|a type of computer which uses the ability of quantum systems to be in many different states at once, thus allowing it to perform many different computations simultaneously|
|a calculus or concretion found in the stomach or intestines of certain animals, esp. ruminants, formerly reputed to be an effective remedy for poison.|
|a screen or mat covered with a dark material for shielding a camera lens from excess light or glare.|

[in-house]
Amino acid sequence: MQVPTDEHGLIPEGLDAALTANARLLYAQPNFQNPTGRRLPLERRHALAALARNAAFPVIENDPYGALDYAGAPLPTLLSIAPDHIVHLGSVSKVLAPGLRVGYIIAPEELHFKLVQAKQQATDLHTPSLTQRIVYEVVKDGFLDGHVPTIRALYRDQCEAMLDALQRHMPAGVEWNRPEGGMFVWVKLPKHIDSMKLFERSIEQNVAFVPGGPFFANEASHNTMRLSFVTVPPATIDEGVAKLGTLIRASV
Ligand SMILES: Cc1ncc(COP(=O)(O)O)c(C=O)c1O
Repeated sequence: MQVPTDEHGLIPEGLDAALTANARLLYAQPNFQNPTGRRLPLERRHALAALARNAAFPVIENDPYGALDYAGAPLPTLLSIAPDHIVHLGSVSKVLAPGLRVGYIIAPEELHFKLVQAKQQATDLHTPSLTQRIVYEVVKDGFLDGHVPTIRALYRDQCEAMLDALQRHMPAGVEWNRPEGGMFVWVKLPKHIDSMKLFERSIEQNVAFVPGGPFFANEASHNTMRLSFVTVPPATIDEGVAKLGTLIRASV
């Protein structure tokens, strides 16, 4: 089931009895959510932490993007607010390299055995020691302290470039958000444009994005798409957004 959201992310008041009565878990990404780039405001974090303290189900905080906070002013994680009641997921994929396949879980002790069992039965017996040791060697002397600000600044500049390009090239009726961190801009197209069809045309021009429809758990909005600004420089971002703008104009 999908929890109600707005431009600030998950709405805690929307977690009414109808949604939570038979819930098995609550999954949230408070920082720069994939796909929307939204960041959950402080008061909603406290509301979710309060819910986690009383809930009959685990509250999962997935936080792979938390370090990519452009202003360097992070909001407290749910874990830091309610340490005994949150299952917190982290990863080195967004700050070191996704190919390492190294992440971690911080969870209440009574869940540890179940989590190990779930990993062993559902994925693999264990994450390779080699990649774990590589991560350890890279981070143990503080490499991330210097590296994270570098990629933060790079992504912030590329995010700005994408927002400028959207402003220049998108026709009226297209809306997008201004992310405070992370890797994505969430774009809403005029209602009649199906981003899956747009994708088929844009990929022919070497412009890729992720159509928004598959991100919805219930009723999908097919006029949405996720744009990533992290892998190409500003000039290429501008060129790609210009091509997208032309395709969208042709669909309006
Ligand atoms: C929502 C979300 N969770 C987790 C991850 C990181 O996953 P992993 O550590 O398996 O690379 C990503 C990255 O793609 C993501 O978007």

A computer that exploits the quantum mechanical properties of superposition in order to allow a single operation to act on a large number of pieces of data. In a quantum computer, the data to be manipulated, represented in quantum bits, exists in all possible states simultaneously, in superposition. This allows a single operation to operate over all of these states at once, in contrast with a classical computer, which must carry out an operation for each state separately. Because of the difficulty of creating environments small enough for quantum effects to emerge but sufficiently isolated to prevent interaction with outside influences such as heat, only extremely rudimentary quantum computers currently exist, though algorithms for possible future devices are being developed.